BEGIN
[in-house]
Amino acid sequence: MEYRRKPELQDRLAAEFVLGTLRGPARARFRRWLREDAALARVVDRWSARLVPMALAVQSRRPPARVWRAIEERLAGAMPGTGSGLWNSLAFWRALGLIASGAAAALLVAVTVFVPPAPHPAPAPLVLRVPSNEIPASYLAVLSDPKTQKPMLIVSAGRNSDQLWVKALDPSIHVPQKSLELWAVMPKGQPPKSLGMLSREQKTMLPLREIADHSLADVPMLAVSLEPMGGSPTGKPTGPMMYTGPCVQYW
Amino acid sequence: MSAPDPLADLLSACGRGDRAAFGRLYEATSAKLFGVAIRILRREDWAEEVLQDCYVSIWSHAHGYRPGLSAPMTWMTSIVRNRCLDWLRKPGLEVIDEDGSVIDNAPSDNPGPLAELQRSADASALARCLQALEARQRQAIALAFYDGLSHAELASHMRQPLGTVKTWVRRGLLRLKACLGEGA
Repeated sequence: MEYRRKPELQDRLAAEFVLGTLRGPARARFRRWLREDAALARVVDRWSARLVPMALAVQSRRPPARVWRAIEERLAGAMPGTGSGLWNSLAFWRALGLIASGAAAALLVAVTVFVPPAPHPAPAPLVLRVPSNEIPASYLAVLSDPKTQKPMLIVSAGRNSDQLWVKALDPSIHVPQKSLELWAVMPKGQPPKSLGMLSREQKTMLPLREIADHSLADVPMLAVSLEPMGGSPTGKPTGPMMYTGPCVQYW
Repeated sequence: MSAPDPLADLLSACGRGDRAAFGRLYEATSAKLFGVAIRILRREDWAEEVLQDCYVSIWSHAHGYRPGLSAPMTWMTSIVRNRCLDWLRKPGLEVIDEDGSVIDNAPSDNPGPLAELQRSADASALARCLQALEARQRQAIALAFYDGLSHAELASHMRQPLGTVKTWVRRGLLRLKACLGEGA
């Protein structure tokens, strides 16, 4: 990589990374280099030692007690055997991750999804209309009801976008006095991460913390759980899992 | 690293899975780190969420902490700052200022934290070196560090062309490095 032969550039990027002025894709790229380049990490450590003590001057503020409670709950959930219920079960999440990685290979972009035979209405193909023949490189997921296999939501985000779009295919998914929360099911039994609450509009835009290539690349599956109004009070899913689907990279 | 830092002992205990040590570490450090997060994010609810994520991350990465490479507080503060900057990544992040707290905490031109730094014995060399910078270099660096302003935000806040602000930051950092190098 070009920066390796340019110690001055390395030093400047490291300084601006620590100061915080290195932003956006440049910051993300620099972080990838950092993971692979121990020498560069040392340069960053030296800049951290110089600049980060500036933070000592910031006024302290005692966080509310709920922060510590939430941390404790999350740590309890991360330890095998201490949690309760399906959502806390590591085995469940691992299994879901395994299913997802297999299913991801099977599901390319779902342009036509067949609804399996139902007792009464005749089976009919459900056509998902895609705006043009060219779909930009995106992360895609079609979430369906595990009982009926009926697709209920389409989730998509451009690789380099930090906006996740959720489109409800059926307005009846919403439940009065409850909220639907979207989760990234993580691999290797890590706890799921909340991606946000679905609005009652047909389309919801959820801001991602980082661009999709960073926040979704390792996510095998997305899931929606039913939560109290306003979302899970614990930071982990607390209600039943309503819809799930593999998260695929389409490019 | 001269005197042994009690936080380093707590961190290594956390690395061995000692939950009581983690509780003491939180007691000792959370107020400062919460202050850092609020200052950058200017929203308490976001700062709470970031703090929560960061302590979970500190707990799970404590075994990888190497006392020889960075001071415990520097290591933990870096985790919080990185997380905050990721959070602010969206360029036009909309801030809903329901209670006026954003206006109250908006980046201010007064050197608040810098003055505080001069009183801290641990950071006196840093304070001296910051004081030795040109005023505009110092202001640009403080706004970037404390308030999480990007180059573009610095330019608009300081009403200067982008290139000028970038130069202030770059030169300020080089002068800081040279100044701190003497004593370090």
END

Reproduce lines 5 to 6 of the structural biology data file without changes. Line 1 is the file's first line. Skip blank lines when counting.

Repeated sequence: MSAPDPLADLLSACGRGDRAAFGRLYEATSAKLFGVAIRILRREDWAEEVLQDCYVSIWSHAHGYRPGLSAPMTWMTSIVRNRCLDWLRKPGLEVIDEDGSVIDNAPSDNPGPLAELQRSADASALARCLQALEARQRQAIALAFYDGLSHAELASHMRQPLGTVKTWVRRGLLRLKACLGEGA
């Protein structure tokens, strides 16, 4: 990589990374280099030692007690055997991750999804209309009801976008006095991460913390759980899992 | 690293899975780190969420902490700052200022934290070196560090062309490095 032969550039990027002025894709790229380049990490450590003590001057503020409670709950959930219920079960999440990685290979972009035979209405193909023949490189997921296999939501985000779009295919998914929360099911039994609450509009835009290539690349599956109004009070899913689907990279 | 830092002992205990040590570490450090997060994010609810994520991350990465490479507080503060900057990544992040707290905490031109730094014995060399910078270099660096302003935000806040602000930051950092190098 070009920066390796340019110690001055390395030093400047490291300084601006620590100061915080290195932003956006440049910051993300620099972080990838950092993971692979121990020498560069040392340069960053030296800049951290110089600049980060500036933070000592910031006024302290005692966080509310709920922060510590939430941390404790999350740590309890991360330890095998201490949690309760399906959502806390590591085995469940691992299994879901395994299913997802297999299913991801099977599901390319779902342009036509067949609804399996139902007792009464005749089976009919459900056509998902895609705006043009060219779909930009995106992360895609079609979430369906595990009982009926009926697709209920389409989730998509451009690789380099930090906006996740959720489109409800059926307005009846919403439940009065409850909220639907979207989760990234993580691999290797890590706890799921909340991606946000679905609005009652047909389309919801959820801001991602980082661009999709960073926040979704390792996510095998997305899931929606039913939560109290306003979302899970614990930071982990607390209600039943309503819809799930593999998260695929389409490019 | 001269005197042994009690936080380093707590961190290594956390690395061995000692939950009581983690509780003491939180007691000792959370107020400062919460202050850092609020200052950058200017929203308490976001700062709470970031703090929560960061302590979970500190707990799970404590075994990888190497006392020889960075001071415990520097290591933990870096985790919080990185997380905050990721959070602010969206360029036009909309801030809903329901209670006026954003206006109250908006980046201010007064050197608040810098003055505080001069009183801290641990950071006196840093304070001296910051004081030795040109005023505009110092202001640009403080706004970037404390308030999480990007180059573009610095330019608009300081009403200067982008290139000028970038130069202030770059030169300020080089002068800081040279100044701190003497004593370090």